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I Know The Taste Of Love, Says Tuesday Weld . . .

Tuesday Weld is teetering on the brink of marriage.

The irrepressible, unpredictable Tu Tu is in a dizzy spin over muscular six-foot Gary Lockwood. He’s a soft-talking but no-nonsense twenty-four-year-old, a former UCLA football star who got kicked out of college for a locker room fist fight which sent an offending teammate to the hospital.

“It’s his manliness!” Tuesday says when she tries to pinpoint what she likes most about the strapping, brown-eyed, brown-haired erstwhile campus hell raiser who induced her, without a whimper of protest, to forsake all other boy friends—including Elvis Presley!

Tuesday hasn’t come right out and said that she will marry Gary—but she has come awfully close. When she broke her silence on the romance to give me an exclusive interview, she repeatedly, almost coyly, dangled the possibility of wedlock. She didn’t even rule out the chance that she might celebrate turning eighteen by marrying Gary. She deliberately left that door wide open by saying teasingly, “One never knows.”

Tuesday, the non-committal, never was more committal. I pointed out that it was well known she and Gary weren’t dating others.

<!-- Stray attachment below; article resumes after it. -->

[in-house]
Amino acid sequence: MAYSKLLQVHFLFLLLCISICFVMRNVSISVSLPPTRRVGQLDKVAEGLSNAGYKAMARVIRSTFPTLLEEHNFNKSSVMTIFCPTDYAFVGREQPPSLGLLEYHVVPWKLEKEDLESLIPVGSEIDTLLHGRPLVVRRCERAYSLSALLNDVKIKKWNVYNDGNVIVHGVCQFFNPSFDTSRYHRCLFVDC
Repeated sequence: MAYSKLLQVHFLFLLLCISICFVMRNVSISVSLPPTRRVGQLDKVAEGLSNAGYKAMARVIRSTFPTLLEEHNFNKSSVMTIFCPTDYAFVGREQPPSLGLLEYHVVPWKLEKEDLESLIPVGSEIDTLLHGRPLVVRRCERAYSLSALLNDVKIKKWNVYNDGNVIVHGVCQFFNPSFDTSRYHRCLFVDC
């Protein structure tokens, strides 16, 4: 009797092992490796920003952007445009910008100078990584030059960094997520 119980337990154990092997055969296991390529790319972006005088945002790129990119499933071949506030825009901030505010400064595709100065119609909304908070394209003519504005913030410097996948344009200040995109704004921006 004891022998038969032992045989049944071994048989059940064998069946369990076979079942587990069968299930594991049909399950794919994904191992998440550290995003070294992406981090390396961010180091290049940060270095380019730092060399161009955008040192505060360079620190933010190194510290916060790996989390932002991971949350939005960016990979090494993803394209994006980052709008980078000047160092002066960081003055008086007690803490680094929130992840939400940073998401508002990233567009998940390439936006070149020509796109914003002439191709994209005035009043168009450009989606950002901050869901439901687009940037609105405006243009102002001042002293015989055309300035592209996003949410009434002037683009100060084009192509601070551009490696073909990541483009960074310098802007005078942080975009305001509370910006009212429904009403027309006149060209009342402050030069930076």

“And that’s rare!” she agreed with alacrity. “But I wouldn’t say going steady,” she added quickly, “because I don’t like to call it going steady. Going steady is too much of a meaningless thing. People go steady whether they like each other or not. I’d rather say that we’re in love! If you’re going steady, you get someone’s ring. If you get someone’s love, that means a lot more.”

It was the first time Tuesday ever said right out she was in love with anyone.

“It wasn’t love at first sight,” she said, almost blushing. “We fell in love gradually.” They met making “Wild in the Country,” where he had a minor role and she held hands, between takes with Elvis Presley. Gary was dating someone else in the cast—Joan Crawford’s daughter, Christina.

Anyway, nobody’d have picked him for Tuesday. He’s not hip, flip or flashy. True, he’s nice-looking, but not the type to send a teenager head over heels. One executive at 20th described him as “nice but plain.”

Tuesday began by warming to Gary’s smile—then gradually she flipped completely. By the time they were playing the Marilyn Monroe and Don Murray roles in the pilot film of “Bus Stop,” their lovemaking curled the asbestos. But they pretended this was pure acting talent, not love. They were keeping their romance under wraps.

When they dated—in offbeat places where Tuesday mightn’t be recognized—Gary wouldn’t even say her name out loud—in case anybody might overhear. It killed him. He loves the sound of “Tuesday.” And they both love the beach, so they’d get their sand and sun—and privacy—at the oceanside homes of Gary’s friends from his UCLA days. They hid out at Malibu or Venice, at Playa Del Rey or Portuguese Bend—and at his mother’s summer place in Lido.

“That way you can always run up and get a cold Coke out of the ice box,” Gary explains, “and there aren’t a lot of people to bother you.”

Nor curious onlookers to ogle when he held Tuesday in his arms, when he chased her into the surf, dunked her, and they came up laughing breathlessly and dissolved their laughter into an even more breathless kiss.